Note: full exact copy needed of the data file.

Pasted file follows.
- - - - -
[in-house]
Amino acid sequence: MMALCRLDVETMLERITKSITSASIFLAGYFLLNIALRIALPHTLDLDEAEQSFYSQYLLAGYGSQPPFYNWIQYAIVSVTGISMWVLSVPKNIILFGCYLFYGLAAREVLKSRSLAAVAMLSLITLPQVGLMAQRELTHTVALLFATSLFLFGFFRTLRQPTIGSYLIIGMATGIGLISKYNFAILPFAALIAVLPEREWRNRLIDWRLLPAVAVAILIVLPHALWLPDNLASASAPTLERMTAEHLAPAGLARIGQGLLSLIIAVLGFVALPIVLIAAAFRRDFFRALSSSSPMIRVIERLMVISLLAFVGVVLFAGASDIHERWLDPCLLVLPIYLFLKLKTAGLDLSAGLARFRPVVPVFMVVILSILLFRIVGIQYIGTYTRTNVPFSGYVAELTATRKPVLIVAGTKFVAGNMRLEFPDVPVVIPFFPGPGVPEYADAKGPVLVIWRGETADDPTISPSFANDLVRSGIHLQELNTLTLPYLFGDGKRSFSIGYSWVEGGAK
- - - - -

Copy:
[in-house]
Amino acid sequence: MMALCRLDVETMLERITKSITSASIFLAGYFLLNIALRIALPHTLDLDEAEQSFYSQYLLAGYGSQPPFYNWIQYAIVSVTGISMWVLSVPKNIILFGCYLFYGLAAREVLKSRSLAAVAMLSLITLPQVGLMAQRELTHTVALLFATSLFLFGFFRTLRQPTIGSYLIIGMATGIGLISKYNFAILPFAALIAVLPEREWRNRLIDWRLLPAVAVAILIVLPHALWLPDNLASASAPTLERMTAEHLAPAGLARIGQGLLSLIIAVLGFVALPIVLIAAAFRRDFFRALSSSSPMIRVIERLMVISLLAFVGVVLFAGASDIHERWLDPCLLVLPIYLFLKLKTAGLDLSAGLARFRPVVPVFMVVILSILLFRIVGIQYIGTYTRTNVPFSGYVAELTATRKPVLIVAGTKFVAGNMRLEFPDVPVVIPFFPGPGVPEYADAKGPVLVIWRGETADDPTISPSFANDLVRSGIHLQELNTLTLPYLFGDGKRSFSIGYSWVEGGAK